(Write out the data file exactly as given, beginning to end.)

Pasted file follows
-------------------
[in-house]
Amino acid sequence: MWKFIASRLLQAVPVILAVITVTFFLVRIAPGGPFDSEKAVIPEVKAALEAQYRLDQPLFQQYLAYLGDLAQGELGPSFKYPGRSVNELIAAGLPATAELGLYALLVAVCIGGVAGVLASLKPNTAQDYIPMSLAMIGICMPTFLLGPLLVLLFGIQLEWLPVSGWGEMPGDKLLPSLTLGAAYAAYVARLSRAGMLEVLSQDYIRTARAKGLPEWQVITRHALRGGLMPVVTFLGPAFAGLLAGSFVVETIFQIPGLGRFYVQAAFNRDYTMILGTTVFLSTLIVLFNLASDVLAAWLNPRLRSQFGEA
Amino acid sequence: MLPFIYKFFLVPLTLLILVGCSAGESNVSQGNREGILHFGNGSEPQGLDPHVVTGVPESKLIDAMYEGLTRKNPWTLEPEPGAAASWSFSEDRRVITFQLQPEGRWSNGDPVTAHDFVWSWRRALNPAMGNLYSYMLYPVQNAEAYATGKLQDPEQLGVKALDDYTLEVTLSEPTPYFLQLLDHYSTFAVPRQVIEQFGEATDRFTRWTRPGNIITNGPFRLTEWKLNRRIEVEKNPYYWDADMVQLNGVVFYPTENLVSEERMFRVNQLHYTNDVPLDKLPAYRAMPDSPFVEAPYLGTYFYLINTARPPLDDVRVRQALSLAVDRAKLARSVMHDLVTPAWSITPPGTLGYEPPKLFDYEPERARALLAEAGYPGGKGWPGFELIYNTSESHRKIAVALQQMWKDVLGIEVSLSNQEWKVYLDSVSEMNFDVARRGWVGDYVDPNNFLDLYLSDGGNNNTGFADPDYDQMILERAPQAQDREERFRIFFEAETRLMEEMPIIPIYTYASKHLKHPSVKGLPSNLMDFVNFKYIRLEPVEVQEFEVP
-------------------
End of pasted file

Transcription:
[in-house]
Amino acid sequence: MWKFIASRLLQAVPVILAVITVTFFLVRIAPGGPFDSEKAVIPEVKAALEAQYRLDQPLFQQYLAYLGDLAQGELGPSFKYPGRSVNELIAAGLPATAELGLYALLVAVCIGGVAGVLASLKPNTAQDYIPMSLAMIGICMPTFLLGPLLVLLFGIQLEWLPVSGWGEMPGDKLLPSLTLGAAYAAYVARLSRAGMLEVLSQDYIRTARAKGLPEWQVITRHALRGGLMPVVTFLGPAFAGLLAGSFVVETIFQIPGLGRFYVQAAFNRDYTMILGTTVFLSTLIVLFNLASDVLAAWLNPRLRSQFGEA
Amino acid sequence: MLPFIYKFFLVPLTLLILVGCSAGESNVSQGNREGILHFGNGSEPQGLDPHVVTGVPESKLIDAMYEGLTRKNPWTLEPEPGAAASWSFSEDRRVITFQLQPEGRWSNGDPVTAHDFVWSWRRALNPAMGNLYSYMLYPVQNAEAYATGKLQDPEQLGVKALDDYTLEVTLSEPTPYFLQLLDHYSTFAVPRQVIEQFGEATDRFTRWTRPGNIITNGPFRLTEWKLNRRIEVEKNPYYWDADMVQLNGVVFYPTENLVSEERMFRVNQLHYTNDVPLDKLPAYRAMPDSPFVEAPYLGTYFYLINTARPPLDDVRVRQALSLAVDRAKLARSVMHDLVTPAWSITPPGTLGYEPPKLFDYEPERARALLAEAGYPGGKGWPGFELIYNTSESHRKIAVALQQMWKDVLGIEVSLSNQEWKVYLDSVSEMNFDVARRGWVGDYVDPNNFLDLYLSDGGNNNTGFADPDYDQMILERAPQAQDREERFRIFFEAETRLMEEMPIIPIYTYASKHLKHPSVKGLPSNLMDFVNFKYIRLEPVEVQEFEVP